(M) I hope that I'm not patronizing when I stress the importance of the *process*. You're having fun and I'm sure your "students" are as well. Take your time, ........ take your time. I took almost a year to complete my oven and that wasn't too long.

(M) I think you're wise to purchase real fire brick, both for the Hearth Floor, and for the dome. It would be a shame to have this beautiful appearing oven fail to produce excellent pizza and bread.

(RBN) "....so we can feel good about the amount of smoke our oven will belch into the atmosphere."

(M) You will be surprised to see very little smoke after the first 1/2 hour. The fire will burn very efficiently. But what will you use for wood? L.A. has lots of Eucalyptus which is fine for a fire place but could mess up a pizza. "Live Oak" would burn well but may be hard to find; perhaps Topanga Canyon may be a source.

(M) "Build it and they will come"!

Ciao,

Marcel
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Old 07-03-2006, 06:01 AM
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Location: New Jersey USA
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Default A recycling suggestion

Here's a hint from the concrete article on Wikipedia:
Quote:
Originally Posted by wikipedia.org
Fly ash: A by-product of coal-fire electric generating plants, it is used to partially replace Portland cement by up to 40% by weight. Experiments have determined that the use of ash up to 95% can produce structurally sound concrete, but it is only useful under limited load pressures.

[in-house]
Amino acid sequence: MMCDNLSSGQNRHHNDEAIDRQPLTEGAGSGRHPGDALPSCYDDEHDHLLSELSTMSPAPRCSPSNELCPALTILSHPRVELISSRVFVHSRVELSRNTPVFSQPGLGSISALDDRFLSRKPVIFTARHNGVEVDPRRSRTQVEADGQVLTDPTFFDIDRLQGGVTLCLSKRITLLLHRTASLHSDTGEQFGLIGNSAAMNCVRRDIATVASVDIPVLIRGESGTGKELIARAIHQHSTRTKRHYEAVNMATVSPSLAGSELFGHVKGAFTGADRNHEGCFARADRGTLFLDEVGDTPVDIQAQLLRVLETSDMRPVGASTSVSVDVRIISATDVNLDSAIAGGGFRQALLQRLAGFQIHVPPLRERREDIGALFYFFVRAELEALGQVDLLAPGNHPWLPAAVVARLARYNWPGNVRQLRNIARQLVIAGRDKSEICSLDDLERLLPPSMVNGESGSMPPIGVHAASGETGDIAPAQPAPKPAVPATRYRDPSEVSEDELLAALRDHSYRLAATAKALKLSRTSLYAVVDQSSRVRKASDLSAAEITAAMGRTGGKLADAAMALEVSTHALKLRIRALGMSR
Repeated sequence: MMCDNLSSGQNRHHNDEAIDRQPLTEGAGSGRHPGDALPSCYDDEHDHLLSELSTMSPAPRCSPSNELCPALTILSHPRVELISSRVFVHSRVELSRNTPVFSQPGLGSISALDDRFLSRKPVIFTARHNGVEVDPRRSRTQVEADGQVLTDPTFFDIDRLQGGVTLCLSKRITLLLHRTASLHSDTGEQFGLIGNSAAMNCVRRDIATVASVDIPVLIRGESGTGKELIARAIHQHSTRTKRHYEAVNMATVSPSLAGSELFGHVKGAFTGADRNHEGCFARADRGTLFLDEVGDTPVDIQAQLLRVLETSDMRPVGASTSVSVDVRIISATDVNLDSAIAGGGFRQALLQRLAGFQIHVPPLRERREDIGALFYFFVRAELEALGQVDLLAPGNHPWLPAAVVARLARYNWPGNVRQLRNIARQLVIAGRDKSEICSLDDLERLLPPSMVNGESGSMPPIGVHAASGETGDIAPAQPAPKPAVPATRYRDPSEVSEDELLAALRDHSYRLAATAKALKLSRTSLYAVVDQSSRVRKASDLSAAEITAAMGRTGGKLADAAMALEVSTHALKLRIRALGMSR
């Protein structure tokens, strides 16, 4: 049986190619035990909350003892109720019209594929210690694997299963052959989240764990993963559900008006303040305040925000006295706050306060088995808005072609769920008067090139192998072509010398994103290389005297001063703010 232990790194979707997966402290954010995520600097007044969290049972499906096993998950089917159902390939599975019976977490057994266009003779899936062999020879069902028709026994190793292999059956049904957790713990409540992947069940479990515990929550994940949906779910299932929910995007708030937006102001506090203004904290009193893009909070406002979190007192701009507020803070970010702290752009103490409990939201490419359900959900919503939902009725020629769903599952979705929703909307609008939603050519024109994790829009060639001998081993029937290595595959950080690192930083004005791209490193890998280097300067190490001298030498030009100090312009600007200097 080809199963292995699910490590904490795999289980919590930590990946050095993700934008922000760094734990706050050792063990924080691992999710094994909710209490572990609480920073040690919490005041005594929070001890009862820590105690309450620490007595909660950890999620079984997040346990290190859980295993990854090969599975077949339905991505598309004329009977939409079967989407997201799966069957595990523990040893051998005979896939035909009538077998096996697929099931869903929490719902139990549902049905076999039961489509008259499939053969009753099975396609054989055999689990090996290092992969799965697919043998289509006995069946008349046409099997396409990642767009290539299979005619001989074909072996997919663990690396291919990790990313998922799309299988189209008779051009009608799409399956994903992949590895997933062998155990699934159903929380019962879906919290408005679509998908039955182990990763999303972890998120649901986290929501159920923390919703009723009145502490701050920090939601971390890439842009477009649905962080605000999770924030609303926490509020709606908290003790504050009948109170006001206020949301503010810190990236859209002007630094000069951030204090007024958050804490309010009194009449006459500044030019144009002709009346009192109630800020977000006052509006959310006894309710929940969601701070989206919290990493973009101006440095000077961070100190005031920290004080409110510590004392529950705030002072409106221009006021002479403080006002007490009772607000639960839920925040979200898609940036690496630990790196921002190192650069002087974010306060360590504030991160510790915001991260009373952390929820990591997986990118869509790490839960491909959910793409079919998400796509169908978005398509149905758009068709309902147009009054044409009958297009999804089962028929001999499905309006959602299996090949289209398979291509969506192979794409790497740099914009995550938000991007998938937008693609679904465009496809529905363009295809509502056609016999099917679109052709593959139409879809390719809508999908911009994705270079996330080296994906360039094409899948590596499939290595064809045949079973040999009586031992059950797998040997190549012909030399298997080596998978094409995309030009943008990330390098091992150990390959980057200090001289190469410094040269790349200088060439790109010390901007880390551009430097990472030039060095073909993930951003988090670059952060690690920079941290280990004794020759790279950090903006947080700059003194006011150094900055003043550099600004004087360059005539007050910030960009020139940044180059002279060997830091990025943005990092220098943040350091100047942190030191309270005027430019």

I'd always heard of cinder blocks, of course, but I assumed that the cinders were used in the place of aggregate, but it seems it can replace some of the portland cement.

Sources for coal cinders might be artisan blacksmiths, or NYC style coal fired pizzarias.

This might be worth doing some experiments.
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Old 07-03-2006, 04:59 PM
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Default Casting call.

Thankyou Dmun. I'll look into that for sure. Our oven isn't going to end up totally recycled, it's too hard with our schedules. We're using good ol' American money for some things, Mostly other people's (production companies) money. I'm a freelance art director by day, and we've been sneakily adding supplies onto company tabs. Of course, it's all for the good of the film, which is turning out hilarious. Sean Lennon is slated to do a cameo, and I'm working on Daryll Hannah...

Any and all forum members are welcome to come over and be actors. Please bring clothes you don't mind trashing, a bottle or two of reasonable wine, and some firebricks...

Dmun. Your geodesic dome oven is flabbergastingly cool. Please document it as well as you can. Innovation is best shared.
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Old 07-04-2006, 06:02 AM
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Default Casting

Sure, I'll show up, but only if I'm cast as the Scavenger's Apprentice. Where ARE you?

Jim
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  #9  
Old 07-04-2006, 10:16 PM
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Default flabbergastingly

That's the word I was looking for. Thanks Nick.
James
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  #10  
Old 07-13-2006, 07:11 PM
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Default Exploding rocks

I know that river rocks can explode with high heat, and I'm building my oven base out of them. Can anyone put my mind at ease (and my Mother's) and confirm that my oven base will not reach exploding temperatures?